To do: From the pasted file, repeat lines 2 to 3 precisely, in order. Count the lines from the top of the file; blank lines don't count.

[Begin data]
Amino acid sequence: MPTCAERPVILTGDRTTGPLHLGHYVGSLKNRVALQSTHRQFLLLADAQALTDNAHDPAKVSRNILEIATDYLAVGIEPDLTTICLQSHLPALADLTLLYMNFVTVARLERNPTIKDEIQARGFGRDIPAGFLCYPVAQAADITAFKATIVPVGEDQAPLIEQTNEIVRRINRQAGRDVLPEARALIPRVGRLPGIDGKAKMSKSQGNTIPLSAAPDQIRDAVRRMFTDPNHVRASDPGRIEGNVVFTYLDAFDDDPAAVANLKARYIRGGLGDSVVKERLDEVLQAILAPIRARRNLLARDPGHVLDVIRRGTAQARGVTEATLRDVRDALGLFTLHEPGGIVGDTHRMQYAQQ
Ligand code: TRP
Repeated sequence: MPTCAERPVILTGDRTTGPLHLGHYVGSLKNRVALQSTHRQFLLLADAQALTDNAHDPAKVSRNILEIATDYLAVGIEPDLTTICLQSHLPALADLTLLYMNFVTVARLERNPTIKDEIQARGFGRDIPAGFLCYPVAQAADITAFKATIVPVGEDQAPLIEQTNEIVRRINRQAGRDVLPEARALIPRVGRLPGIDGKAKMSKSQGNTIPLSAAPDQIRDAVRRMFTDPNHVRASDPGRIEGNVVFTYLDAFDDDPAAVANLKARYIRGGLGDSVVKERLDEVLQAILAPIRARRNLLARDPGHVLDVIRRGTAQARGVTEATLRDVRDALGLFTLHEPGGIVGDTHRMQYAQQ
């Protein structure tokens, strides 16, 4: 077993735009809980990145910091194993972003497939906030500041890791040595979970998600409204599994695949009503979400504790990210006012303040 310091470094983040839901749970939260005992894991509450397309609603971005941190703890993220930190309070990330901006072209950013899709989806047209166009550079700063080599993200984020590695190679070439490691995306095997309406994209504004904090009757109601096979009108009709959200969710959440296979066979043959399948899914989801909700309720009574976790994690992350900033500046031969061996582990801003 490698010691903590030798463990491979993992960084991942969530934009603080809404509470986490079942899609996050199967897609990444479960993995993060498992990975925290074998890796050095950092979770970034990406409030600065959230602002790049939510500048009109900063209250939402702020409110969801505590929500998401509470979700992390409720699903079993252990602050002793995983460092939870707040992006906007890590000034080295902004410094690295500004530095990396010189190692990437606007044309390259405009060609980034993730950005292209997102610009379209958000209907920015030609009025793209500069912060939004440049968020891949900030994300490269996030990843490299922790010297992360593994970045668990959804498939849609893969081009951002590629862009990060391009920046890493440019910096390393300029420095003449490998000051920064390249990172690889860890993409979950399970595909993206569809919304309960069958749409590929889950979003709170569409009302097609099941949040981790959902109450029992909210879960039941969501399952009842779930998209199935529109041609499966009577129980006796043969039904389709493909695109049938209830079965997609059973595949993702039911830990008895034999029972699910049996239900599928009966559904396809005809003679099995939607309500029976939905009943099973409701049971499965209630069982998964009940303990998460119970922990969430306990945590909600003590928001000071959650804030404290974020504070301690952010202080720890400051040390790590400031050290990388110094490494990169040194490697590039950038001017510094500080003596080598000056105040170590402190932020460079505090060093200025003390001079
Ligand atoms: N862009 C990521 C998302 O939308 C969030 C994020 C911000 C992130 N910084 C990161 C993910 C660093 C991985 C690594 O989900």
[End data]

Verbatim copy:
Ligand code: TRP
Repeated sequence: MPTCAERPVILTGDRTTGPLHLGHYVGSLKNRVALQSTHRQFLLLADAQALTDNAHDPAKVSRNILEIATDYLAVGIEPDLTTICLQSHLPALADLTLLYMNFVTVARLERNPTIKDEIQARGFGRDIPAGFLCYPVAQAADITAFKATIVPVGEDQAPLIEQTNEIVRRINRQAGRDVLPEARALIPRVGRLPGIDGKAKMSKSQGNTIPLSAAPDQIRDAVRRMFTDPNHVRASDPGRIEGNVVFTYLDAFDDDPAAVANLKARYIRGGLGDSVVKERLDEVLQAILAPIRARRNLLARDPGHVLDVIRRGTAQARGVTEATLRDVRDALGLFTLHEPGGIVGDTHRMQYAQQ